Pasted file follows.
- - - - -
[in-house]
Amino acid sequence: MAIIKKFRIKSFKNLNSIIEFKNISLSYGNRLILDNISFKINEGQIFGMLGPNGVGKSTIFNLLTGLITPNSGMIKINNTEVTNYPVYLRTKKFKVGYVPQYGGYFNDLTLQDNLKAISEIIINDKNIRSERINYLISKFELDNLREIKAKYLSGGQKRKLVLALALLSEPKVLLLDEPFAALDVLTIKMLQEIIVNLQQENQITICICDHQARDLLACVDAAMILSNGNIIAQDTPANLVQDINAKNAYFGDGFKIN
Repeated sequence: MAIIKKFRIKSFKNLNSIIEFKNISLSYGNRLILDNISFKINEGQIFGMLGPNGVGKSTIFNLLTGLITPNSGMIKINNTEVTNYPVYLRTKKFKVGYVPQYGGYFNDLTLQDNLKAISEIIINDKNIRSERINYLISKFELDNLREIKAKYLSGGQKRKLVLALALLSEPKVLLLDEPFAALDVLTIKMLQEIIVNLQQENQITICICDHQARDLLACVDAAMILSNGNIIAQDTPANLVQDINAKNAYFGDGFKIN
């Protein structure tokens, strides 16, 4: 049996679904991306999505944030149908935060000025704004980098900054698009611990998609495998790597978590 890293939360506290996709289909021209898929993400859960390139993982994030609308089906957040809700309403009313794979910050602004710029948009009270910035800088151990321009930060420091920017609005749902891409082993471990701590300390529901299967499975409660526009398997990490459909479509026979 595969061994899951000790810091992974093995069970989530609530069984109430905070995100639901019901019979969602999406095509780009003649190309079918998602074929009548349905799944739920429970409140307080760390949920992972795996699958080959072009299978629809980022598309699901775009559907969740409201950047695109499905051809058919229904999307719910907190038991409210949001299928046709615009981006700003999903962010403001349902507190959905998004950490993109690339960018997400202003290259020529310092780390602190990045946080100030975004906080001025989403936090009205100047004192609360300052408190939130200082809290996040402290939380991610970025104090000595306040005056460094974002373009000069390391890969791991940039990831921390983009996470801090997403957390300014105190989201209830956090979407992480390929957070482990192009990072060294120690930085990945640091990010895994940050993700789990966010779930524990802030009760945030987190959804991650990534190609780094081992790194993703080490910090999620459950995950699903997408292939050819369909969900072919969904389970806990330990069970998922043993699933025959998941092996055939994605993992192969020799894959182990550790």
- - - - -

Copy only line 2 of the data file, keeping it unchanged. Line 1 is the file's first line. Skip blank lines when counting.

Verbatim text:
Amino acid sequence: MAIIKKFRIKSFKNLNSIIEFKNISLSYGNRLILDNISFKINEGQIFGMLGPNGVGKSTIFNLLTGLITPNSGMIKINNTEVTNYPVYLRTKKFKVGYVPQYGGYFNDLTLQDNLKAISEIIINDKNIRSERINYLISKFELDNLREIKAKYLSGGQKRKLVLALALLSEPKVLLLDEPFAALDVLTIKMLQEIIVNLQQENQITICICDHQARDLLACVDAAMILSNGNIIAQDTPANLVQDINAKNAYFGDGFKIN